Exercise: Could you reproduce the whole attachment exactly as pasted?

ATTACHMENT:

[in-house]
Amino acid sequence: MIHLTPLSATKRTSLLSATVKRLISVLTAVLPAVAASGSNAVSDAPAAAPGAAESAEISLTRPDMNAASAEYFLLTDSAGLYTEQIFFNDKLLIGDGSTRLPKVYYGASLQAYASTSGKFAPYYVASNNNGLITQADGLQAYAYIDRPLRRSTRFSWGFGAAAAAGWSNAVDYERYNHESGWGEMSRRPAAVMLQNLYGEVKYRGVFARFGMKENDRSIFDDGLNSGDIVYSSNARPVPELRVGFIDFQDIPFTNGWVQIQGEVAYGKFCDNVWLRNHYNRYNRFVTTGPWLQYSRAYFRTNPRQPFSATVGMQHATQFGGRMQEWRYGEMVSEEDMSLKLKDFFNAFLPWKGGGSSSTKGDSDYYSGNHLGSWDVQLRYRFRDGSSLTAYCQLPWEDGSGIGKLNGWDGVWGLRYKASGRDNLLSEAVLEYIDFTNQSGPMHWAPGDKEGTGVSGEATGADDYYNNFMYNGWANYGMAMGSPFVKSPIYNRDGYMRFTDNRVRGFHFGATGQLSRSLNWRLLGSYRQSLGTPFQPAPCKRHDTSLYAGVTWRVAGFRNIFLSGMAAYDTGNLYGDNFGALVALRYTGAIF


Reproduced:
[in-house]
Amino acid sequence: MIHLTPLSATKRTSLLSATVKRLISVLTAVLPAVAASGSNAVSDAPAAAPGAAESAEISLTRPDMNAASAEYFLLTDSAGLYTEQIFFNDKLLIGDGSTRLPKVYYGASLQAYASTSGKFAPYYVASNNNGLITQADGLQAYAYIDRPLRRSTRFSWGFGAAAAAGWSNAVDYERYNHESGWGEMSRRPAAVMLQNLYGEVKYRGVFARFGMKENDRSIFDDGLNSGDIVYSSNARPVPELRVGFIDFQDIPFTNGWVQIQGEVAYGKFCDNVWLRNHYNRYNRFVTTGPWLQYSRAYFRTNPRQPFSATVGMQHATQFGGRMQEWRYGEMVSEEDMSLKLKDFFNAFLPWKGGGSSSTKGDSDYYSGNHLGSWDVQLRYRFRDGSSLTAYCQLPWEDGSGIGKLNGWDGVWGLRYKASGRDNLLSEAVLEYIDFTNQSGPMHWAPGDKEGTGVSGEATGADDYYNNFMYNGWANYGMAMGSPFVKSPIYNRDGYMRFTDNRVRGFHFGATGQLSRSLNWRLLGSYRQSLGTPFQPAPCKRHDTSLYAGVTWRVAGFRNIFLSGMAAYDTGNLYGDNFGALVALRYTGAIF